Expanding community outreach clinics, adding services to the Northeast Kingdom and covering dental care for veterans are among the items U.S Senator Bernie Sanders, I-V.t, said he is pushing during U.S. Secretary of Veterans Affairs Dennis McDonough’s two-day visit to Vermont.
“I think he’s learned a lot about the strengths of Vermont’s VA system and some of the problems that we yet have to overcome,” Sanders said to a small press pool in a tent outside the Burlington Lakeside VA Clinic, removing his mask to talk over the rainstorm on Thursday.
“In a very divided Washington, D.C., my hope and belief is that every member of the United States Congress understands that we cannot turn our backs on the men and women who put their lives on the line to defend this country; that for all veterans, good quality health care is a right that they have earned and that we have got to deliver,” said Sanders, a longtime champion of veterans and former chair of the Senate Committee on Veterans’ Affairs.
Sanders said he wants the community-based clinic in Burlington to expand and he wants all veterans in Vermont to know that they have access to high-quality care, including hearing aids and low-cost prescriptions.
Sanders and McDonough also refuted rumors of the Newport community-based outpatient clinic closing. Instead, Sanders said they plan to build a larger facility in St. Johnsbury to expand access to veterans in the Northeast Kingdom. They did not provide further details.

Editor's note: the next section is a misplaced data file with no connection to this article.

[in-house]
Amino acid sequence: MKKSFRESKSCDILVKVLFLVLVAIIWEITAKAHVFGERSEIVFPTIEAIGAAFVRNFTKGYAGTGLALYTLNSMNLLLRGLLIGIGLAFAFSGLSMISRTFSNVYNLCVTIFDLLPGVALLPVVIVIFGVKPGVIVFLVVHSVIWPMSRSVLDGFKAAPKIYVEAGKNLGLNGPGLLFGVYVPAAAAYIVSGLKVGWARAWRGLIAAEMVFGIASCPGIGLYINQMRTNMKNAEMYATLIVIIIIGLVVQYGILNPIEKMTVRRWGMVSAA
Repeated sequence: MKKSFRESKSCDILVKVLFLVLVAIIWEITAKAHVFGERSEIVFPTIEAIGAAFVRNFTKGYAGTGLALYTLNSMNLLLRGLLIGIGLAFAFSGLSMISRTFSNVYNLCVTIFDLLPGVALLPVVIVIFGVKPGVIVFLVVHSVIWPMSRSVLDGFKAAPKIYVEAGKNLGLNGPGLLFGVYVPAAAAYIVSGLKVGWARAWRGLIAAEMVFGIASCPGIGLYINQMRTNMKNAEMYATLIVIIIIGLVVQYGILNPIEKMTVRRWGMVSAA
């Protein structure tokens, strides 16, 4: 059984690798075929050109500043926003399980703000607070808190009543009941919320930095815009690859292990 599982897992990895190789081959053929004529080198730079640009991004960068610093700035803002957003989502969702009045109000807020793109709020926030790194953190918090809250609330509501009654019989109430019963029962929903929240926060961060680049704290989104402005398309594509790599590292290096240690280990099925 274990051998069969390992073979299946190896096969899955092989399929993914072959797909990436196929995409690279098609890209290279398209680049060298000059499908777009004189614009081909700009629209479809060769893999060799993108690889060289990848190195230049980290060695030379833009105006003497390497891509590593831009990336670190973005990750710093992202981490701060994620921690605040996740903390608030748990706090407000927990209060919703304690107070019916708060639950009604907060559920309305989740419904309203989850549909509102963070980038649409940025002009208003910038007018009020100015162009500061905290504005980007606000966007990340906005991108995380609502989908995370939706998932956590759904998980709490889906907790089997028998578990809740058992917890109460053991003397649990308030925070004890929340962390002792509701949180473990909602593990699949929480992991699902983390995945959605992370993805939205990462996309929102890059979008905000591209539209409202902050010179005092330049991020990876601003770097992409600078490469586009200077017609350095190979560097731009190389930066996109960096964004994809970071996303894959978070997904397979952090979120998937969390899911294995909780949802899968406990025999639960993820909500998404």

“Let me just say that the idea behind community-based outpatient clinics is just to get more care closer to veterans so that veterans can get care in their communities from people they know and from people who are trained and culturally competent,” McDonough said.
Flanked by Dr. Brett Rush from the White River Junction VA Medical Center — where a press conference was held on Wednesday — and Ryan Lilly, regional director of the New England VA health care system, McDonough said he found the “candid feedback” from Vermont veterans “invaluable” during his visit.
The Covid-19 pandemic has been “very taxing” for veterans, their families and VA staff who continue to wrestle with burnout and fatigue, while caring for both veteran and non-veteran Vermonters, McDonough said.
It’s important that the Vermont delegation recently authorized more pay for doctors, nurses, nursing and physician assistants in the VA, he said, because “we should be much more competitive with our salaries.”
The VA also needs to be equipped to handle the next phase of the pandemic, McDonough said, including researching long Covid and addressing deferred care.
“Vermont is one of three systems in the country where we are testing ways to more quickly address issues related to health complications because of deferred care,” he said.
Local leaders like Lilly and Rush have alerted him to the housing crisis in Vermont and the VA is looking into the possibility of a locality pay differential, he said.
“The high prices of real estate, the high cost of living that’s been associated with the impact of the pandemic and the influx of new Vermonters is having an impact on it,” he said. “We’ll stay on top of this until we get it right.”